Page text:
Glaucoma

Glaucoma

What is glaucoma?

Glaucoma refers to a group of conditions that cause damage to the optic nerve and reduce a person's ability to see. Glaucoma is a very common condition and has become the second-leading cause of blindness worldwide.1

In glaucoma, the optic nerve damage (and resulting vision loss) is usually due to abnormally high pressure within the eye. The pressure is caused by excess amounts of a fluid called aqueous humor. In a healthy eye, aqueous humor is produced and then drained in the front part of the eye. When the drainage system becomes blocked, aqueous humor builds up inside the eye and increases pressure.

  • Primary angle closure glaucoma occurs when the tiny fluid drainage channels become blocked. This type of glaucoma is painless, and its only symptom is gradual vision loss. Glaucoma treatments can halt the vision loss, but they cannot restore lost vision. For this reason, it is highly important to undergo regular eye exams to detect the presence of glaucoma or another sight-robbing condition.
  • Angle closure glaucoma occurs when the iris bulges forward, completely or partially blocking the drainage channels. Angle close glaucoma is a painful medical emergency that requires immediate treatment.
  • In pigmentary glaucoma, which can develop in younger patients, pigment granules (the source of eye color) rise from within the iris and block the fluid drainage channels. Like primary angle closure glaucoma, pigmentary glaucoma is painless and must be treated early to prevent further vision loss.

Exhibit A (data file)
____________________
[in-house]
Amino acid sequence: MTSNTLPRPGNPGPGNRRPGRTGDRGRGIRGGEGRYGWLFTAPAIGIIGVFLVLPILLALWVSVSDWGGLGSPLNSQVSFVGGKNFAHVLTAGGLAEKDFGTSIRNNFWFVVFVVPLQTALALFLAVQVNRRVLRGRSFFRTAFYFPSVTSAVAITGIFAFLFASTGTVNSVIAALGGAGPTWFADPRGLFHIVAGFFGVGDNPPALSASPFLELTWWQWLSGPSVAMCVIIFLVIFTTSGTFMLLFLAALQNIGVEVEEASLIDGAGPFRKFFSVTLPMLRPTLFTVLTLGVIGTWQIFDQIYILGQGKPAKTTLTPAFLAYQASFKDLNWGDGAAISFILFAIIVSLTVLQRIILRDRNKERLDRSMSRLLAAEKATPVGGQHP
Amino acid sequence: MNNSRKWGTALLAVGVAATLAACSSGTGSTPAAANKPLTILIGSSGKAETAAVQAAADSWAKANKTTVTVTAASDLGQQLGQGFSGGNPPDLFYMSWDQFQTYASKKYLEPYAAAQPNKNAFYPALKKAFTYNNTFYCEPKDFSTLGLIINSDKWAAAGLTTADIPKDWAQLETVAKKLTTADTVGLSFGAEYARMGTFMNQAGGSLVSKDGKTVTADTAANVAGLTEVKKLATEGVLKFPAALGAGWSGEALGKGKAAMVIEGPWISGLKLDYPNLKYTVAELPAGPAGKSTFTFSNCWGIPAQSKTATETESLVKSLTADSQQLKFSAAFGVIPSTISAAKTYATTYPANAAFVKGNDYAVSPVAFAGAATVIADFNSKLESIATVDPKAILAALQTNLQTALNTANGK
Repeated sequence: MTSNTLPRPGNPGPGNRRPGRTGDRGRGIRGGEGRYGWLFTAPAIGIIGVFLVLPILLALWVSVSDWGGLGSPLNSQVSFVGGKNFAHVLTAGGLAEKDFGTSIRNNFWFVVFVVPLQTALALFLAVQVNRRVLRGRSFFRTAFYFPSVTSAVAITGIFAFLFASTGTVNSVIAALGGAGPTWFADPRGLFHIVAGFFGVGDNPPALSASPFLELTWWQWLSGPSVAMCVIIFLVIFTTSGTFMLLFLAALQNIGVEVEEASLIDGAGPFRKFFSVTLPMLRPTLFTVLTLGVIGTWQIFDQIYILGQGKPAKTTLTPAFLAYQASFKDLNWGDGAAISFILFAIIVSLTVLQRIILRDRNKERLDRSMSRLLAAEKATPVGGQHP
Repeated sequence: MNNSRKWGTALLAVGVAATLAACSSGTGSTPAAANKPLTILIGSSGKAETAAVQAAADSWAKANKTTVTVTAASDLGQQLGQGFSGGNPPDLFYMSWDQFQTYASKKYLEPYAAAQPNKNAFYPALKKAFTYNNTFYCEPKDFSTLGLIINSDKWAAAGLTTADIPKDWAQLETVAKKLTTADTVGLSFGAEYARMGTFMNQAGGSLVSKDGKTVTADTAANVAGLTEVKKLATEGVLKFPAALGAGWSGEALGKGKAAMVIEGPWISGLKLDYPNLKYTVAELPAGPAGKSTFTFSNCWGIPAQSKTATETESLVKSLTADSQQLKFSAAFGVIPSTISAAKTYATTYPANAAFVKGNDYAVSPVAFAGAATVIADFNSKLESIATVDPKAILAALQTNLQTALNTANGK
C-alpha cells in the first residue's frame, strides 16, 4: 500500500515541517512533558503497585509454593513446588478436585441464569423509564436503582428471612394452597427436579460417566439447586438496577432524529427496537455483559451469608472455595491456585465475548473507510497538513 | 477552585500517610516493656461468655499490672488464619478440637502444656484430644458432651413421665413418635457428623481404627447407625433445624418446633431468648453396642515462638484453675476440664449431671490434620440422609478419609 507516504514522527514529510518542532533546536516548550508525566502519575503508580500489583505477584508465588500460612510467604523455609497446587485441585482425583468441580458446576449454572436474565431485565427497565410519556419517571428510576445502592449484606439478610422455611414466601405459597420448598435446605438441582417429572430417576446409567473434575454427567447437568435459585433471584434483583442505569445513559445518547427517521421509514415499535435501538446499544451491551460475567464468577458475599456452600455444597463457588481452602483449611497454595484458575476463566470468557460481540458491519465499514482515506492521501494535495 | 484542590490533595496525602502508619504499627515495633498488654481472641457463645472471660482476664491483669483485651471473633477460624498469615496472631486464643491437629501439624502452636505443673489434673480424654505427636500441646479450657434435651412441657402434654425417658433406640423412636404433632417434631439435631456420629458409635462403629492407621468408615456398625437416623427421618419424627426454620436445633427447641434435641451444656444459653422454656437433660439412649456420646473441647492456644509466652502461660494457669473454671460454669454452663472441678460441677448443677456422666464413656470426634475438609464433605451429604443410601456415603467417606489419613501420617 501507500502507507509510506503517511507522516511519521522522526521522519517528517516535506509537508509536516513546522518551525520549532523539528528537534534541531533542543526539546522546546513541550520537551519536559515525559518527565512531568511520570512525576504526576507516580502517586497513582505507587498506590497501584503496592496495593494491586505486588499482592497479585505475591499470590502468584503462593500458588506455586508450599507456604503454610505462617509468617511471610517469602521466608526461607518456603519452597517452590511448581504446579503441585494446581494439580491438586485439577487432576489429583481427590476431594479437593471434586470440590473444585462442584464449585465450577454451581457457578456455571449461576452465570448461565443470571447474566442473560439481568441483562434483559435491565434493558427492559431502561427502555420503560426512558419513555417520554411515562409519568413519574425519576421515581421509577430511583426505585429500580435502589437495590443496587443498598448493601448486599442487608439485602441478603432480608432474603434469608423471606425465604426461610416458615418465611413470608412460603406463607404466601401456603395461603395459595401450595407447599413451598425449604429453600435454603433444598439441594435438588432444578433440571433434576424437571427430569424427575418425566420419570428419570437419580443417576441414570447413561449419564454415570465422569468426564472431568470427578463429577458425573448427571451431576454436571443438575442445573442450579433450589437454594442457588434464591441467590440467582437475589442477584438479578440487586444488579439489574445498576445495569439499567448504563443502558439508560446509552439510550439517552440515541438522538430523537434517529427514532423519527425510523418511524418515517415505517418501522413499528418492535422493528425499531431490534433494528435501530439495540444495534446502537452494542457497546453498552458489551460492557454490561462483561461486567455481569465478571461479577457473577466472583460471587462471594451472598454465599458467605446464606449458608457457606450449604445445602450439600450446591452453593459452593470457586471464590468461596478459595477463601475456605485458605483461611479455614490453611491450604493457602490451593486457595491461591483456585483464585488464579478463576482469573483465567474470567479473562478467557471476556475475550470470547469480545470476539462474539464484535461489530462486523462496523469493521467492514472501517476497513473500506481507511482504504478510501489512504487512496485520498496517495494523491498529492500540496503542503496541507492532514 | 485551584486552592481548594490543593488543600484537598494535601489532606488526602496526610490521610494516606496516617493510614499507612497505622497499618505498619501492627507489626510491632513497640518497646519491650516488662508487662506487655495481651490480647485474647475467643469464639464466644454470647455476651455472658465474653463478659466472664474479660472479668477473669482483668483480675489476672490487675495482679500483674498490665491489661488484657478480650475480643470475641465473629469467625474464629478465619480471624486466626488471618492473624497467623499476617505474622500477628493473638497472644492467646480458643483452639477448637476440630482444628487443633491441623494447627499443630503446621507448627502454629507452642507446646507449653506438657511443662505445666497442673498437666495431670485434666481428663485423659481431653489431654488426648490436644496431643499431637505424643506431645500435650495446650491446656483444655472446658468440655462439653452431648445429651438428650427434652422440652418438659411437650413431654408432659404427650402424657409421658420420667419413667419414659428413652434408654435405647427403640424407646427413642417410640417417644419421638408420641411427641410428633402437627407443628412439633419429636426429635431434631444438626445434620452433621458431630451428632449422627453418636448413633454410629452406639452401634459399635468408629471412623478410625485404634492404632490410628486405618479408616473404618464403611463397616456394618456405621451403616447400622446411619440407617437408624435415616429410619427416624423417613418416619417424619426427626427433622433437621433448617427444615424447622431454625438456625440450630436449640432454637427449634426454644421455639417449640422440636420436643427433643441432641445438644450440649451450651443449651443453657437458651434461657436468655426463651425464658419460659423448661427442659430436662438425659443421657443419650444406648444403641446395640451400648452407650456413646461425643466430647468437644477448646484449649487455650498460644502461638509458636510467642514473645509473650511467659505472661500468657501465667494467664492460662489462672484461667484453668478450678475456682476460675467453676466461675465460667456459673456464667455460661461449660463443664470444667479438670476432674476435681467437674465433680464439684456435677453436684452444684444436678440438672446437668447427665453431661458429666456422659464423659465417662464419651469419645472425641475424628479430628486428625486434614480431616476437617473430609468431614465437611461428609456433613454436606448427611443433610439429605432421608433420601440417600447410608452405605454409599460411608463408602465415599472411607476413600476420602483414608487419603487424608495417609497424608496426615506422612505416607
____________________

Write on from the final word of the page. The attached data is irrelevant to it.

• In low tension glaucoma, the optic nerve sustains damage despite normal levels of eye pressure. While the exact cause is not understood, physicians theorize it may be due to abnormally sensitive optic nerves or reduced blood flow to the eye. Like primary angle closure glaucoma, low-tension glaucoma is painless and must be treated early to prevent further vision loss.

What are the symptoms of glaucoma?

Primary angle closure glaucoma, pigmentary glaucoma and low-tension glaucoma generally do not produce any early symptoms. As the conditions develop, symptoms include:

  • Gradual loss of peripheral (non-central) vision
  • Tunnel vision, as the condition advances

Angle closure glaucoma is a medical emergency with symptoms including:

  • Eye pain, often severe, with or without nausea and vomiting
  • Sudden disturbance of vision
  • Blurry vision
  • Eye redness
  • Light halos

What are the risk factors for glaucoma?

Vision loss due to glaucoma is permanent, regardless of the type of glaucoma present. It is extremely important to undergo regular visual exams, especially if you have one or more risk factors.

The risk factors for glaucoma include:

  • Older age
  • Ethnicity - African-Americans are five times more likely to develop glaucoma than Caucasians, and are also more likely to develop blindness from glaucoma.
  • Family history of glaucoma
  • Elevated eye pressure
  • Diabetes
  • Hypothyroidism
  • Nearsightedness
  • Using corticosteroids for long periods
  • Severe eye injuries
  • Eye tumors
  • Eye inflammation
  • Retinal detachment

How is glaucoma diagnosed?

To diagnose glaucoma, a Temple ophthalmologist may:

  • Measure eye pressure
  • Test for damage to the optic nerve
  • Test for vision loss
  • Measure corneal thickness - thick corneas can raise eye pressure without the presence of glaucoma
  • Perform gonioscopy - the use of a special lens to inspect the drainage angle and determine the type of glaucoma present

How is glaucoma treated?

Depending on the type and severity of glaucoma, Temple's treatment options include:

  • Medicated eye drops
  • Oral medications
  • Laser surgery
  • Filtering surgery
  • Drainage implants

Learn more about glaucoma treatment at Temple.

To schedule an appointment with a Temple ophthalmologist, click here or call 1-800-TEMPLE-MED (1-800-836-7536).

1World Health Organization